Is It Better or Worse than Crash? It’s a much better movie. It’s exciting and interesting and does things that movies are still relatively afraid to do with main characters. Some of the ending is extremely stupid, and a lot of the “message” (such as it is) is pretty worthless. It’s just a movie about two men locked in a power struggle, and one is clearly in the wrong. It’s truth-to-power, which is difficult, and it’s done so with a regard for the difficulty that these men clearly faced. When the chain of command isn’t right, what do you do? How do you put your life at risk when it may not even matter? These are hard questions, and Crash’s “why is everyone so awful all the time” isn’t.

Worst Best Picture Archives: Crash | Terms of Endearment | Forrest Gump | All About Eve | The Apartment | No Country for Old Men | Gentleman’s Agreement | 12 Years a SlaveThe Last Emperor | The Silence of the Lambs | The Artist | A Man for All Seasons | Platoon | The Lord of the Rings: The Return of the King | The King’s Speech | Rain Man | The Departed | The Bridge on the River Kwai | Marty | Gigi | It Happened One Night | Driving Miss Daisy | Shakespeare in Love | Wings | Midnight Cowboy | Rocky | Gone with the Wind | Chicago | Gladiator | Cavalcade | The Greatest Show on Earth | You Can’t Take It With You | The Best Years of Our Lives | The GodfatherCasablancaGrand Hotel | Kramer vs. Kramer | The French Connection | In the Heat of the Night | An American in Paris | Patton | Mrs. Miniver | Amadeus | Crash, Revisited | How Green Was My Valley | American Beauty | West Side Story | The Sting | Tom Jones | Dances with Wolves | Going My Way | The Hurt Locker | The Life of Emile Zola | Slumdog Millionaire | The Deer Hunter | Around the World in 80 Days  | Chariots of Fire | Mutiny on the Bounty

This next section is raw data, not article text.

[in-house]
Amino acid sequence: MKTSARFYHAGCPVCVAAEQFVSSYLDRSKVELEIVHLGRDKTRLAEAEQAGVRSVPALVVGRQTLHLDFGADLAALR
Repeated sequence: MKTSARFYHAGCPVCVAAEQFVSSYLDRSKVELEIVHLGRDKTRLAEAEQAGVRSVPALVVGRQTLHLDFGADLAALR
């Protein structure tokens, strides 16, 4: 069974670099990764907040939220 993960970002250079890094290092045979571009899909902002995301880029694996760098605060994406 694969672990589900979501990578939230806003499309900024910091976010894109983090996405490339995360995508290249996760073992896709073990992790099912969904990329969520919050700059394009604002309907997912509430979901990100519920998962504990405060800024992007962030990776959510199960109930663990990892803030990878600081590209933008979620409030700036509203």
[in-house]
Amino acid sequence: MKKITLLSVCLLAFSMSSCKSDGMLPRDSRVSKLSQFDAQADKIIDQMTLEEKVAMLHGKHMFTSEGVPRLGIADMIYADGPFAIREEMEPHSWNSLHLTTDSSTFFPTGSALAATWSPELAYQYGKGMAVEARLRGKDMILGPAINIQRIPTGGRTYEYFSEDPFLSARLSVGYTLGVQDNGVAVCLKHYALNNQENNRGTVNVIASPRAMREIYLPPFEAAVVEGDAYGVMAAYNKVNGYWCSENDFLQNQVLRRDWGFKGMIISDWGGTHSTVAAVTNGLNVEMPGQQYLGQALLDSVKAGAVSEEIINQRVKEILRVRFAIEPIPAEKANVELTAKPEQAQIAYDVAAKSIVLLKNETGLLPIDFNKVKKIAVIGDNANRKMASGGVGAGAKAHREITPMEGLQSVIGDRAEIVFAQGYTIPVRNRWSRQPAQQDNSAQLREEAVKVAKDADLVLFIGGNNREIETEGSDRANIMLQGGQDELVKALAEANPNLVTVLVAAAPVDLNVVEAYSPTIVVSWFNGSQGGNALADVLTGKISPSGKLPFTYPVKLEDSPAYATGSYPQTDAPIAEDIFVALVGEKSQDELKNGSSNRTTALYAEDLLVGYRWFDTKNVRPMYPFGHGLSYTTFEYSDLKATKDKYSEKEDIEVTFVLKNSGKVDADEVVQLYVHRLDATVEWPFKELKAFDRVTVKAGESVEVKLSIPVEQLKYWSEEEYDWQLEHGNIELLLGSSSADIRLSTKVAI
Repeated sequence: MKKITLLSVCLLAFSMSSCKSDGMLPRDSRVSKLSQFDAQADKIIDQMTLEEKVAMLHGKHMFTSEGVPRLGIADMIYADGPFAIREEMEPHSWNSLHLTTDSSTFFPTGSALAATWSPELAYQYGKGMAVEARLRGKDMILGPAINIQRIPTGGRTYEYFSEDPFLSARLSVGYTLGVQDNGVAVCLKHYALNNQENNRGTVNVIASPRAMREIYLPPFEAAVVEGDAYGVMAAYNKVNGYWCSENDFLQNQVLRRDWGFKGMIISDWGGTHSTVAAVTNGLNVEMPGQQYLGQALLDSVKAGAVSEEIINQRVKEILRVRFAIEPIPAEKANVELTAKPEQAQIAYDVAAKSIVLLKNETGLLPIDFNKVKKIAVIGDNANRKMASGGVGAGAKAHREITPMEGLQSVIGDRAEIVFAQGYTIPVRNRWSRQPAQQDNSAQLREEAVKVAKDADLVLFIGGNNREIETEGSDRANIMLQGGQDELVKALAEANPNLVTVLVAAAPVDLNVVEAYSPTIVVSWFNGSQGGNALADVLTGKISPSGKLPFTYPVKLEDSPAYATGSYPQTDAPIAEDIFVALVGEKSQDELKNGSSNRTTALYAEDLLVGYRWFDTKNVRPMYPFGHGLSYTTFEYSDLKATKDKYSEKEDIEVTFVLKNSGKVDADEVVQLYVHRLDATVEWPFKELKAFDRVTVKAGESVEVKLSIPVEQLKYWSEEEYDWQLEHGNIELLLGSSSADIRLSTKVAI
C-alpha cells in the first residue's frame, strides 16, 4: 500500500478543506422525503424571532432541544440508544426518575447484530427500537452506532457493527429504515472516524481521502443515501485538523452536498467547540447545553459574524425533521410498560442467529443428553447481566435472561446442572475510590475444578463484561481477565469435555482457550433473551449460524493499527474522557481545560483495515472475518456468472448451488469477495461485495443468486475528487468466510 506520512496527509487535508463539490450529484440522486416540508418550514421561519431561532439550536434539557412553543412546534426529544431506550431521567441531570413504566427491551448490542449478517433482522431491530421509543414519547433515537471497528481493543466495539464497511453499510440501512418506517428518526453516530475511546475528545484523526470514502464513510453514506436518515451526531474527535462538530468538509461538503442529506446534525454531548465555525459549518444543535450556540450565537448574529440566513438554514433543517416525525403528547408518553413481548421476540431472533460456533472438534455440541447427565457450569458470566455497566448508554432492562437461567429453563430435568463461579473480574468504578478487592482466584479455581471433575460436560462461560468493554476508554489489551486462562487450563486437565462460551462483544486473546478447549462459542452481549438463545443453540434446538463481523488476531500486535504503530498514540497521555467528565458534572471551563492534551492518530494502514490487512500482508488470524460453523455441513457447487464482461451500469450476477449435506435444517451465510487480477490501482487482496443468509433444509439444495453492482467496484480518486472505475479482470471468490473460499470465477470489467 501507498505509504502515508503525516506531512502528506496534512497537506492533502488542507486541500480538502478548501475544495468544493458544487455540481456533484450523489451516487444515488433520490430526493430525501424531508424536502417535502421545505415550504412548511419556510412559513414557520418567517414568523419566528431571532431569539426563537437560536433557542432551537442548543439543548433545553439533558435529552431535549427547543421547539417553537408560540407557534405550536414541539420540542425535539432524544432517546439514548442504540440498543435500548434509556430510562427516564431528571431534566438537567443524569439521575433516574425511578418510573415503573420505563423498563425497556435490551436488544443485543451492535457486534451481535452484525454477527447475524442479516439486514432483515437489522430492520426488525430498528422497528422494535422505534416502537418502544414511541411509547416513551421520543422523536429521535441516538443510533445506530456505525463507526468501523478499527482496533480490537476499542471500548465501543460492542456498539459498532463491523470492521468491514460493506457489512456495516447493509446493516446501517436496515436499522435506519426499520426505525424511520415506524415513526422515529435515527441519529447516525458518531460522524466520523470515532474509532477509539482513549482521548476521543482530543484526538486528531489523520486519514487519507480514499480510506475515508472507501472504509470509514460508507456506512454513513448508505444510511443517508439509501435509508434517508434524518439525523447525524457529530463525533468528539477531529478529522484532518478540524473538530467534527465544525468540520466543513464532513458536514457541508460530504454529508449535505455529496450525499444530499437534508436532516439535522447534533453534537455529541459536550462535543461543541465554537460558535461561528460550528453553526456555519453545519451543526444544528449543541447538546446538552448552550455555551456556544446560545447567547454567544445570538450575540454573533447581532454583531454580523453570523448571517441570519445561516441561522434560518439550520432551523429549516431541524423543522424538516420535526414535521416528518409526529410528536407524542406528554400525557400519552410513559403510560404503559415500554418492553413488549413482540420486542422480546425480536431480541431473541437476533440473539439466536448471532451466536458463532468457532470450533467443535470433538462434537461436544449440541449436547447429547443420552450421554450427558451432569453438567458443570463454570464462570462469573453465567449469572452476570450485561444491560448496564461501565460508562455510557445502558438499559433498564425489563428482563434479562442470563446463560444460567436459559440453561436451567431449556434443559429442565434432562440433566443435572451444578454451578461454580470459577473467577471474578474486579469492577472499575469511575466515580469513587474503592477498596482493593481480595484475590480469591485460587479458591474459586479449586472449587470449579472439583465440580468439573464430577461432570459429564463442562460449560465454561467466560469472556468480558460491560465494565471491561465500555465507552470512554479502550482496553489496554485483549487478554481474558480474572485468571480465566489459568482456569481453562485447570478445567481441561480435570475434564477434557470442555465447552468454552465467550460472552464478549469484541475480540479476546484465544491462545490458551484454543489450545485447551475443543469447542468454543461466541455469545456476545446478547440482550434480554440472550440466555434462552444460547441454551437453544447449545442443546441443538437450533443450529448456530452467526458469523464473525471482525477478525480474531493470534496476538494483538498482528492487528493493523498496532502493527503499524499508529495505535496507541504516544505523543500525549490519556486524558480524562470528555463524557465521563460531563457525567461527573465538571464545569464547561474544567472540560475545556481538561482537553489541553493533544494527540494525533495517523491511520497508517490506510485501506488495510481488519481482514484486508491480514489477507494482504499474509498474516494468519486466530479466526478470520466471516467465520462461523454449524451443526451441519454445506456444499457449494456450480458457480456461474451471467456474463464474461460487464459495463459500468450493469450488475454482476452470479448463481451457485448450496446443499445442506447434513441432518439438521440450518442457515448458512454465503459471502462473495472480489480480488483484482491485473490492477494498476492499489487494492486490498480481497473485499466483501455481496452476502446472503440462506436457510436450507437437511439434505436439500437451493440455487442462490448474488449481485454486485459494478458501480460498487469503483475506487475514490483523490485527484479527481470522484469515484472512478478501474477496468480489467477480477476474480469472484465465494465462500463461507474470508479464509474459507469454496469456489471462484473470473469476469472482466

Alex Russell lives in Chicago and is set in his ways. Disagree with him about anything at readingatrecess@gmail.com or on Twitter at @alexbad.

Worst Best Picture: Is Chariots of Fire Better or Worse Than Crash?

chariots of fire

image source: the guardian

Alex Russell

In “Worst Best Picture” we search every single Best Picture Oscar winner of all time from 1927 to present to uncover the worst of them all. Conventional wisdom says that 2005’s winner Crash is the worst winner in history. We won’t stop until we’ve tested every last one. Read the the first, our review of Crash, here. Posts will be relatively spoiler free, but there may be some details revealed. Today’s installment is the 1981 winner Chariots of Fire. Is it better than Crash?

Your typical sports movie is the story of an underdog either defeating a superior enemy or competing valiantly and losing. Chariots of Fire doesn’t exactly follow the template, but it’s assuredly still a sports movie that is about a bigger struggle.

It’s the story of a Christian missionary and a Jewish student at Cambridge and their struggles as they prepare to run in the 1924 Olympics. The actual running itself is iconic, you almost certainly know the training scenes and the song even if you haven’t seen it, but it mostly doesn’t deserve commentary. It’s standard sports-movie fare: one guy beats the other, the other trains hard in suspect ways, they meet again in a final showdown for personal glory and country and all that. It’s the background of Chariots of Fire that is much more interesting.